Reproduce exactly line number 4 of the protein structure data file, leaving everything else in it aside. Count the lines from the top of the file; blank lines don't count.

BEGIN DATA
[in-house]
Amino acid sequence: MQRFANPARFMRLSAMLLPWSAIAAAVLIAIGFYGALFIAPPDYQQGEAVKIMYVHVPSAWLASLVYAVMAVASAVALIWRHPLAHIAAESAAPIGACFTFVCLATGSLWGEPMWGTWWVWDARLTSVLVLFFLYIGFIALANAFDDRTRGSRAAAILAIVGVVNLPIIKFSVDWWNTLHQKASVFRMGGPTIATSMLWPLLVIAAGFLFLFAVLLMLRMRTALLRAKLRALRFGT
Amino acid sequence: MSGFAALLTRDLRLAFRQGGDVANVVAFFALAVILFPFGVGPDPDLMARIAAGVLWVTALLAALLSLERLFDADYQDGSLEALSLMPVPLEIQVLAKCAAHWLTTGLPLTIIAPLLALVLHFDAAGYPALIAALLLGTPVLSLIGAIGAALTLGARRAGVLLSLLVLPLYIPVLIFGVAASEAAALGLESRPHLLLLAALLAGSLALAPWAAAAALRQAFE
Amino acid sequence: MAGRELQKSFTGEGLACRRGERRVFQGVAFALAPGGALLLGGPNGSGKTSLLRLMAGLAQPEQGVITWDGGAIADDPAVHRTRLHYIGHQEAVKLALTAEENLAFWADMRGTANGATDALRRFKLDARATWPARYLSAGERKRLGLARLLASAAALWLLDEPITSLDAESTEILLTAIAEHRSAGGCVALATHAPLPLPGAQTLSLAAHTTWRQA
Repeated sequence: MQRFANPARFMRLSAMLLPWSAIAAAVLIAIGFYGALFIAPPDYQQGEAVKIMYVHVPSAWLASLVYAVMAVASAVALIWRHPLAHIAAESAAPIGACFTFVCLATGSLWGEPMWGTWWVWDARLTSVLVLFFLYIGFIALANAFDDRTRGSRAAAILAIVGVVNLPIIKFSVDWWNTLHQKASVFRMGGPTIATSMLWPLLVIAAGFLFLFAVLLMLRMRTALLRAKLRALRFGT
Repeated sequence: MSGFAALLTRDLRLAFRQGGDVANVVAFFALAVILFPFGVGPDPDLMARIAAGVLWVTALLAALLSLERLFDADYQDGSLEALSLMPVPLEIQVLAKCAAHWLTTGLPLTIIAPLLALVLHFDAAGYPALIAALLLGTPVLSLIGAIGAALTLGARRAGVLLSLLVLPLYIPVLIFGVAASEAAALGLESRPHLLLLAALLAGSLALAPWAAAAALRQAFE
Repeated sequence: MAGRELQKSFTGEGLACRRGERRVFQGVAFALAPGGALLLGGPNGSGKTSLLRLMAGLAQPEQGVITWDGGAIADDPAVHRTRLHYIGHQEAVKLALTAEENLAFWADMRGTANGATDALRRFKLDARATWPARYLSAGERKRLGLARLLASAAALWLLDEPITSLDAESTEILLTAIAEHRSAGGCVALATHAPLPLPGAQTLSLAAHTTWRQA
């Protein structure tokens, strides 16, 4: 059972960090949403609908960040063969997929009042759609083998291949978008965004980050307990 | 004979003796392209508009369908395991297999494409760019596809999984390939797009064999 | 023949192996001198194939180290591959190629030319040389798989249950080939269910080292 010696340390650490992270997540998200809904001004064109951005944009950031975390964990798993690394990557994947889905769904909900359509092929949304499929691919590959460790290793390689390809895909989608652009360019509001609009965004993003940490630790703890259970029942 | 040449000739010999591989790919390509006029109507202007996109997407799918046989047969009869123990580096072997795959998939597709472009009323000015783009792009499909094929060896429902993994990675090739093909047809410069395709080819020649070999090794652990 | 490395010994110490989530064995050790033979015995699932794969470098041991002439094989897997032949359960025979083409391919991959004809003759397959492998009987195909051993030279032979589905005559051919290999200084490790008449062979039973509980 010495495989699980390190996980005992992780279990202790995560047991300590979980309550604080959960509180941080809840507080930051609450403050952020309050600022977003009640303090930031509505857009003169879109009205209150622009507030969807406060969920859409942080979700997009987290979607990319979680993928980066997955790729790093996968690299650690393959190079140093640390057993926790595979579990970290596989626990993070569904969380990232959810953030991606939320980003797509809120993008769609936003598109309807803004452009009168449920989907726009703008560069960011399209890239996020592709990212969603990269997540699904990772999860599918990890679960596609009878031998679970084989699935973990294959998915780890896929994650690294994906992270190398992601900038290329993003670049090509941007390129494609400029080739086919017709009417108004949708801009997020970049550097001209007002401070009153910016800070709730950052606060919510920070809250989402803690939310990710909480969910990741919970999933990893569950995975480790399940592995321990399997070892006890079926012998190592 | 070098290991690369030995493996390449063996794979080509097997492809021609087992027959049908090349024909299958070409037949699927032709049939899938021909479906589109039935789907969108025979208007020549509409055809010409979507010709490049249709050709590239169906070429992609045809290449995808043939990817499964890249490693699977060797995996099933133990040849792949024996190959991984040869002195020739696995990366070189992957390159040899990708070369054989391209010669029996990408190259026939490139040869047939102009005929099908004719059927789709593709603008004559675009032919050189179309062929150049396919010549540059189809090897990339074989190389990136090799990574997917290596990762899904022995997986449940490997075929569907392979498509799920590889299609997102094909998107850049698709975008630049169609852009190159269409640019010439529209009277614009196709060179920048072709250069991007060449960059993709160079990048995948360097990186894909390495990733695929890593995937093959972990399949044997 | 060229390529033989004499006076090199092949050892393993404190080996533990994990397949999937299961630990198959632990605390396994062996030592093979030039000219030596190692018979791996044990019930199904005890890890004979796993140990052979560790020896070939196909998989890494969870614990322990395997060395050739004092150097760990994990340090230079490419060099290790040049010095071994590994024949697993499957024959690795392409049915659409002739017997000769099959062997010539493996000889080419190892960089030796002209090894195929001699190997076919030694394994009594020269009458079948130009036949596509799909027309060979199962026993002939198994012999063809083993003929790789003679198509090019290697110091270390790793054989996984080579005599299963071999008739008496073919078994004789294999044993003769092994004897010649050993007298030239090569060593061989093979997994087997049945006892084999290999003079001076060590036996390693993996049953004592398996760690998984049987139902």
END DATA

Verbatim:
Amino acid sequence: MAGRELQKSFTGEGLACRRGERRVFQGVAFALAPGGALLLGGPNGSGKTSLLRLMAGLAQPEQGVITWDGGAIADDPAVHRTRLHYIGHQEAVKLALTAEENLAFWADMRGTANGATDALRRFKLDARATWPARYLSAGERKRLGLARLLASAAALWLLDEPITSLDAESTEILLTAIAEHRSAGGCVALATHAPLPLPGAQTLSLAAHTTWRQA